Monday, 18 February 2013

Eating in Season

Lately, I find myself looking at the shelves of fruit and veg in the supermarket and struggling to find much that I actually want to eat. Not because I don't like it but because it has been imported from Chile, Mexico or Morocco. I have decided that, where possible (due to climatic reasons), I am only going to buy seasonal produce from the UK - or elsewhere in Europe if it doesn't grow here. I have been heading this way for a few years but now I'm getting serious about it.

Fruit and veg that is in season locally tastes much better than food that has been shipped over and lost it's freshness. I remember some strawberries I bought a couple of years ago. I'm not usually that partial to strawberries but these were heaven! I went back to the farm shop for some more and they'd all sold out. I was told that they'd never known anything be so popular before. They were grown about three miles from my home.
I also love cherries when they are in season. Crave them daily. They are so juicy and delicious. Whenever I've bought cherries in the winter they have inevitably been imported from South America or somewhere and are sour in comparison.

Apples that I picked myself from a local orchard

I would also rather give my money to local producers and cut out the middle-man where possible. At Christmas I only bought local beer and wine - the wine directly from the vineyard and the beer from a farm shop. This is a recent extension of my quest to only buy European wine, which started when I insisted the wine at our wedding, five years ago, was French red and Italian white.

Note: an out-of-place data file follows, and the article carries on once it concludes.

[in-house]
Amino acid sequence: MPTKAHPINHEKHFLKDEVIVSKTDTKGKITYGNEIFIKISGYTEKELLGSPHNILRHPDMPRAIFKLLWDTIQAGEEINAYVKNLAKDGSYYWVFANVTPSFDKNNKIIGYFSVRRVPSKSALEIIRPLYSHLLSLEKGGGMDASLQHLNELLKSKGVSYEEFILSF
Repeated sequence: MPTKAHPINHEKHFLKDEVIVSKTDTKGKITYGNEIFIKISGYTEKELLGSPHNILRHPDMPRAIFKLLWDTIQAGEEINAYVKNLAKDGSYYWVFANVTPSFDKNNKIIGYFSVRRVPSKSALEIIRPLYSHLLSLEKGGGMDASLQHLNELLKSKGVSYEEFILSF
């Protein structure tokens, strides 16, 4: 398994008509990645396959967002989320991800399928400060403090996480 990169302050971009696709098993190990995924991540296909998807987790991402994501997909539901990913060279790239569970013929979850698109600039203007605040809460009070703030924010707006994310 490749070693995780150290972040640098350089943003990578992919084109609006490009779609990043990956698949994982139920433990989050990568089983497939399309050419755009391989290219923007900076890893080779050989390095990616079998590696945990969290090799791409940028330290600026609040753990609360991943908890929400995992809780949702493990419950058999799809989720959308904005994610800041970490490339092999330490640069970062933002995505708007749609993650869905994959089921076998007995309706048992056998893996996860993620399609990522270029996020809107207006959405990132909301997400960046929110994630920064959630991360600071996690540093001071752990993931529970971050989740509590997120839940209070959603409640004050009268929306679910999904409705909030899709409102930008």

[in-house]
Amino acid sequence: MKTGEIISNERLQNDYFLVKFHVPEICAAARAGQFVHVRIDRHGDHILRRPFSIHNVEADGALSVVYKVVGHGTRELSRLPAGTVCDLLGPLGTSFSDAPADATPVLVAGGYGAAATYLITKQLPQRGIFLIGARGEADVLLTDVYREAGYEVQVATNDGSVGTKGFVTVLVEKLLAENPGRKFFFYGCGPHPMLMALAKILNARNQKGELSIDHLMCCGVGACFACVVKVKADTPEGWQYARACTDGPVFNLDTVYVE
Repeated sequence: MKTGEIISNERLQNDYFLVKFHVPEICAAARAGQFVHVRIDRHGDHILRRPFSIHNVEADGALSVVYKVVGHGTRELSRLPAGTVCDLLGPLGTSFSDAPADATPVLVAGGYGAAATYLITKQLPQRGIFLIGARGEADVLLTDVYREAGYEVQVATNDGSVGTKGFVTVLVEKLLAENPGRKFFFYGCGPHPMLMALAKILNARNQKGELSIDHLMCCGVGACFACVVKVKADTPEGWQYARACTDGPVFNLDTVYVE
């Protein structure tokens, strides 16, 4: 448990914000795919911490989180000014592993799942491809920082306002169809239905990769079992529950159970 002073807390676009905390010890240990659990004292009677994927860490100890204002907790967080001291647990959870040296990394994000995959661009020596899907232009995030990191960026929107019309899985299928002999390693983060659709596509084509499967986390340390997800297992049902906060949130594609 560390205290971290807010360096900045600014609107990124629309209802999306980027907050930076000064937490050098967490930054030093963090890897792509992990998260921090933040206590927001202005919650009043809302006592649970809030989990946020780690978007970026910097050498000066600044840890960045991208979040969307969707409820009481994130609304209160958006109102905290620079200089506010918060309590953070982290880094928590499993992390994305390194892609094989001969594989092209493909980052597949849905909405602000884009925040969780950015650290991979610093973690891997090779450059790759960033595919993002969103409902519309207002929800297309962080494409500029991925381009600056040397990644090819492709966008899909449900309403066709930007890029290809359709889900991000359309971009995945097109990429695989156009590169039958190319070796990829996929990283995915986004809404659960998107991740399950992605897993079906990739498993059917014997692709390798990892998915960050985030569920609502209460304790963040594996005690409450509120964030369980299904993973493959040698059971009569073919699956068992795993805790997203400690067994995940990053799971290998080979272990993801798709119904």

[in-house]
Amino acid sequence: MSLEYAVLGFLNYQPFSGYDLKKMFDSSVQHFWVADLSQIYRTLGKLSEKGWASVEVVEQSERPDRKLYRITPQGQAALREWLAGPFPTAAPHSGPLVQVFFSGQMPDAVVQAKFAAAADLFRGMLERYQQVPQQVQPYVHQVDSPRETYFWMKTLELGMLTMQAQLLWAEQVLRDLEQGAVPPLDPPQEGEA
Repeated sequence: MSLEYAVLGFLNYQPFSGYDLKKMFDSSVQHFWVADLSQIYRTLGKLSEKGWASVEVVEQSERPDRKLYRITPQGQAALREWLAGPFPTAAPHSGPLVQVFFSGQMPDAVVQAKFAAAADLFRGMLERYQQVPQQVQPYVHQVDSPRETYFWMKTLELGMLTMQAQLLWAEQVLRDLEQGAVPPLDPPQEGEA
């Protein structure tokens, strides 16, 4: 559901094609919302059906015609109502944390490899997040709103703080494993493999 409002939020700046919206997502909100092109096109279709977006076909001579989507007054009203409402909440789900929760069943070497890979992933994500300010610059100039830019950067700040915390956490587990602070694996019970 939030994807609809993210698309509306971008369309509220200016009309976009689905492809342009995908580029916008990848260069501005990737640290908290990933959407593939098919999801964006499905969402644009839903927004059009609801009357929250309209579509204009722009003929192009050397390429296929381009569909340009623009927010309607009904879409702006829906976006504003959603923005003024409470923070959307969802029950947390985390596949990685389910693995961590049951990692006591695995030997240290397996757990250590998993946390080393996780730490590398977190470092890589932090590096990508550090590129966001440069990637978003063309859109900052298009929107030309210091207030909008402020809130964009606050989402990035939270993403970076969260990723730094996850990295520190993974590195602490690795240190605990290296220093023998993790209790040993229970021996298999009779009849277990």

Buying locally and eating in season doesn't stop with fruit and vegetables either. Meat and fish are also very regional and in season at different times in different countries. Although I don't eat lamb, it is normal for it to be imported from New Zealand at this time of year. New Zealand is 11,500 miles away - Crazy!

I also don't trust that foreign produce isn't genetically modified. I've been reading a lot lately about all the GMO crops in various countries around the world. For the time being atleast, there are only two licences for commercial GM crops in Europe and one of those is moving it's development to the US due to lack of support in Europe. This makes me more confident about the food that I'll be buying.
Then of course there's the unecessary environmental impact of shipping and flying all this produce around the world.

I've always looked forward to the Jersey Royal season and the asparagus season - and the strawberry season since I discovered those delicious local strawberries. I also look forward to blackberry picking in the autumn. So between buying local produce and growing my own in my gradually expanding vegetable patch (well, assortment of planters at the back of my house!) I hope to become more aware of seasonal varieties and incorporate them more into our meals. It would be logical to assume that eating seasonal produce is what nature intended and therefore healthier for our bodies, giving us the right vitamins and nutrients at the corresponding time of year.

My home-grown radishes and spring onions
(the onions are a bit short because Lucinda picked them!)

Examples of in season foods for February are: Carrots, leeks, cabbage, sprouts, cauliflower, purple sprouting broccoli and kale -  and unique to my local area, forced rhubarb.

Local forced rhubarb

Other foods that are available all year round are potatoes, onions and mushrooms, amongst others.
Adding those to a slightly wider range available if including produce from southern Europe, there's a lot to get stuck into. Yum!

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